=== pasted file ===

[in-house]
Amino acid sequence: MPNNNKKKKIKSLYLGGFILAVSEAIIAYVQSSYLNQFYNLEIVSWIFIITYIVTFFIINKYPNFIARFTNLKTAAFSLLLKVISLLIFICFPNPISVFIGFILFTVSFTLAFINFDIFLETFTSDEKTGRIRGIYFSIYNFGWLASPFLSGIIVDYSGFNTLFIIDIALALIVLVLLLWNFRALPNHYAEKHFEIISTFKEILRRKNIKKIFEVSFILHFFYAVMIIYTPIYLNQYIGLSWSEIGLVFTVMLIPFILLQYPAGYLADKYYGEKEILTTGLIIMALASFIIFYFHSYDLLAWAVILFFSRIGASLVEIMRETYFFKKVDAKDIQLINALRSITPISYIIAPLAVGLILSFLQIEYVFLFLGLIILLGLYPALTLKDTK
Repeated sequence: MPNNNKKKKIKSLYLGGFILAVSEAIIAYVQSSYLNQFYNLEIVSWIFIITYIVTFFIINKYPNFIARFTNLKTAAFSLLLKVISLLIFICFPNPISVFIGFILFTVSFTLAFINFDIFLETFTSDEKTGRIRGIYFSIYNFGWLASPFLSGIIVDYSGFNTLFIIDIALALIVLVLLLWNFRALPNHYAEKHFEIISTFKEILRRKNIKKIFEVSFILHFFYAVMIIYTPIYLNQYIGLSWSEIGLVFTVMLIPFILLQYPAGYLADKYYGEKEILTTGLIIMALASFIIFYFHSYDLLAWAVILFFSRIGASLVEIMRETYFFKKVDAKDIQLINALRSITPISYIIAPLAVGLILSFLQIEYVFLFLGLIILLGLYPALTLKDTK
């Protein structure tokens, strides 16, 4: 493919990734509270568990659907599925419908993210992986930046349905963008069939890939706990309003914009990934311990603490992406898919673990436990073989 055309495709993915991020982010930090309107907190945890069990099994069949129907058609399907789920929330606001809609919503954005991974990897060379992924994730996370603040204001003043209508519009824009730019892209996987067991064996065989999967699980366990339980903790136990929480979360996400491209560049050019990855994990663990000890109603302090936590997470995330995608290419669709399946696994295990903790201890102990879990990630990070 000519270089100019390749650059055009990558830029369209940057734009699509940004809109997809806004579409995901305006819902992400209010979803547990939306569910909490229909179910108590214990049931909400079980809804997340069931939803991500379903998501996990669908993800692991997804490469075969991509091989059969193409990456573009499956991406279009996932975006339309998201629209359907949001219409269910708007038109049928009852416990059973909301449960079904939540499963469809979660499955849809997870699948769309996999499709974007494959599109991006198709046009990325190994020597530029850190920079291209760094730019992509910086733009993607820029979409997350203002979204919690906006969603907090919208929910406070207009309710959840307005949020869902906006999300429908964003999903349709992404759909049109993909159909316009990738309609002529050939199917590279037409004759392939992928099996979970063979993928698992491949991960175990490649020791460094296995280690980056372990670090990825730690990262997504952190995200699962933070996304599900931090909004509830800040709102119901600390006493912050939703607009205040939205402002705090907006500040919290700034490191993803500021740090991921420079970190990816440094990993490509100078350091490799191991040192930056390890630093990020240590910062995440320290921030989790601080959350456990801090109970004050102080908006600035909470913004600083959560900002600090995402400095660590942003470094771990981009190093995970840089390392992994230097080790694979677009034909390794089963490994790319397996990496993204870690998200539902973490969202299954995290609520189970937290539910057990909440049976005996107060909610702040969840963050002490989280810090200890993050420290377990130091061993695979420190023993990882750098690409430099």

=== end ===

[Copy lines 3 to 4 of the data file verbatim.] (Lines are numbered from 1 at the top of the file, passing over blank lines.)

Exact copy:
Repeated sequence: MPNNNKKKKIKSLYLGGFILAVSEAIIAYVQSSYLNQFYNLEIVSWIFIITYIVTFFIINKYPNFIARFTNLKTAAFSLLLKVISLLIFICFPNPISVFIGFILFTVSFTLAFINFDIFLETFTSDEKTGRIRGIYFSIYNFGWLASPFLSGIIVDYSGFNTLFIIDIALALIVLVLLLWNFRALPNHYAEKHFEIISTFKEILRRKNIKKIFEVSFILHFFYAVMIIYTPIYLNQYIGLSWSEIGLVFTVMLIPFILLQYPAGYLADKYYGEKEILTTGLIIMALASFIIFYFHSYDLLAWAVILFFSRIGASLVEIMRETYFFKKVDAKDIQLINALRSITPISYIIAPLAVGLILSFLQIEYVFLFLGLIILLGLYPALTLKDTK
């Protein structure tokens, strides 16, 4: 493919990734509270568990659907599925419908993210992986930046349905963008069939890939706990309003914009990934311990603490992406898919673990436990073989 055309495709993915991020982010930090309107907190945890069990099994069949129907058609399907789920929330606001809609919503954005991974990897060379992924994730996370603040204001003043209508519009824009730019892209996987067991064996065989999967699980366990339980903790136990929480979360996400491209560049050019990855994990663990000890109603302090936590997470995330995608290419669709399946696994295990903790201890102990879990990630990070 000519270089100019390749650059055009990558830029369209940057734009699509940004809109997809806004579409995901305006819902992400209010979803547990939306569910909490229909179910108590214990049931909400079980809804997340069931939803991500379903998501996990669908993800692991997804490469075969991509091989059969193409990456573009499956991406279009996932975006339309998201629209359907949001219409269910708007038109049928009852416990059973909301449960079904939540499963469809979660499955849809997870699948769309996999499709974007494959599109991006198709046009990325190994020597530029850190920079291209760094730019992509910086733009993607820029979409997350203002979204919690906006969603907090919208929910406070207009309710959840307005949020869902906006999300429908964003999903349709992404759909049109993909159909316009990738309609002529050939199917590279037409004759392939992928099996979970063979993928698992491949991960175990490649020791460094296995280690980056372990670090990825730690990262997504952190995200699962933070996304599900931090909004509830800040709102119901600390006493912050939703607009205040939205402002705090907006500040919290700034490191993803500021740090991921420079970190990816440094990993490509100078350091490799191991040192930056390890630093990020240590910062995440320290921030989790601080959350456990801090109970004050102080908006600035909470913004600083959560900002600090995402400095660590942003470094771990981009190093995970840089390392992994230097080790694979677009034909390794089963490994790319397996990496993204870690998200539902973490969202299954995290609520189970937290539910057990909440049976005996107060909610702040969840963050002490989280810090200890993050420290377990130091061993695979420190023993990882750098690409430099």